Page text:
Adenium Care


Adenium is a perennial shrub native to parts of Africa. Commonly known as Adenium obesum or desert rose, this tropical, flowering beauty is often grown as a houseplant in the United States. Adeniums vary dramatically in appearance, leading scientists to debate the commonly held notion that there is only one species of the plant, according to an article by Dan Mahr, a horticulturist with the University of Wisconsin. Adenium is desirable for its ease of care and attractive flowers.


Adenium is a tropical plant. As such, it does not tolerate cold temperatures and can only be grown outdoors in United States Department of Agriculture (USDA) hardiness zones 10 and 11. For that reason, many home gardeners grow the desert rose in a container, moving it indoors when the weather becomes cooler.


Plant or place your adenium in a location where it will be exposed to a minimum of six hours of sunlight per day but preferably eight to 12 hours. Very hot, direct afternoon sun scorches the leaves of the plant, however, so a location that receives morning sun but filtered or dappled afternoon shade is best. Container plants stay small, but outdoor adenium can grow as wide as 5 feet, so give the shrub plenty of room to grow.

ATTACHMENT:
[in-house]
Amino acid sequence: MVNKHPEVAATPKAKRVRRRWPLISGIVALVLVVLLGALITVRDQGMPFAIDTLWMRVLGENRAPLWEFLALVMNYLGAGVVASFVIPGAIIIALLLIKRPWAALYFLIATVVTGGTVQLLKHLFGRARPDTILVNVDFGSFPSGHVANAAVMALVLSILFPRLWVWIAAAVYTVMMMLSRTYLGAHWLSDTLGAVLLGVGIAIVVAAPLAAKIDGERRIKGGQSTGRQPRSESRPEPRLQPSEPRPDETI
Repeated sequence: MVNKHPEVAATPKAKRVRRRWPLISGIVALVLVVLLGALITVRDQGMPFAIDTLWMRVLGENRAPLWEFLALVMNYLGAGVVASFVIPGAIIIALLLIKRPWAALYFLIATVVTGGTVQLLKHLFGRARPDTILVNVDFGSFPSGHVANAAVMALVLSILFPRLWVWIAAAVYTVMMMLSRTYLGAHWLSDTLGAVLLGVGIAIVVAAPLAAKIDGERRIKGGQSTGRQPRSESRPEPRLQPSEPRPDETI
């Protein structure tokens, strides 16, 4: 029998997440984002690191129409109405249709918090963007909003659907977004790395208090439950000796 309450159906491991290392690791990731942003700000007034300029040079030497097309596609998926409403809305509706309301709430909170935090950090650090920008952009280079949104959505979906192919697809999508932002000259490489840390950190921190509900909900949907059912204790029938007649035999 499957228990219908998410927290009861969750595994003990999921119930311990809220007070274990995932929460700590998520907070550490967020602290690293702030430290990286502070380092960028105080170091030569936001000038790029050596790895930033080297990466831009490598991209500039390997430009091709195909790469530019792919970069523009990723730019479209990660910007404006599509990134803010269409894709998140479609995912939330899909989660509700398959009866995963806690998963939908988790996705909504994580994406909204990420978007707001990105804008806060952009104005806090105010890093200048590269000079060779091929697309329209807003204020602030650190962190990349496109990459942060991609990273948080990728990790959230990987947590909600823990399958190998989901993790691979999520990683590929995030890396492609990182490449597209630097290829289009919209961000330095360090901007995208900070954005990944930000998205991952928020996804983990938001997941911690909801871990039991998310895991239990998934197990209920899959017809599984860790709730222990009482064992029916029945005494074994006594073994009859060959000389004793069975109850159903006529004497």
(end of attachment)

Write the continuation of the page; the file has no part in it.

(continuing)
The desert rose prefers well-draining soil that is on the dry side. Outdoor plants prefer coarse soil. Indoor plants should be planted in potting soil mixed with equal parts perlite. The soil should not be bone dry, but the first 2 or 3 inches of soil should be dry before the plant gets more water. Three waterings per week during hot periods should be sufficient. In the winter, decrease the frequency of watering to allow the plant to go through a dormant period.


Blooming adeniums will thrive if fed in the spring. Once the plant begins to sprout new shoots, feed it a full-strength, balanced (10-10-10) liquid fertilizer every two weeks. In early summer, switch to one dose of a slow-release fertilizer formulated for palms. Repeat the dose of palm fertilizer in the fall. Do not fertilize over the winter while the desert rose is dormant.


Adeniums can get quite leggy if left to grow naturally. Prune off new shoots when they sprout in the spring if you would like to train the shrub to only a few trunks. This will also encourage stronger blooming. Use extreme caution when pruning, because the sap of this plant is very poisonous. Wear protective gloves and wash all tools immediately after pruning. Keep the plant out of reach of pets and children.

Keywords: Adenium obesum, desert rose, care of adenium

About this Author

April Sanders has been an educator since 1998. Nine years later she began writing curriculum. She currently writes academic research content for EBSCO publishing and elementary reading curriculum for Compass Publishing. She holds a Bachelor of Arts degree in social psychology and a master's degree in information sciences and technology in education.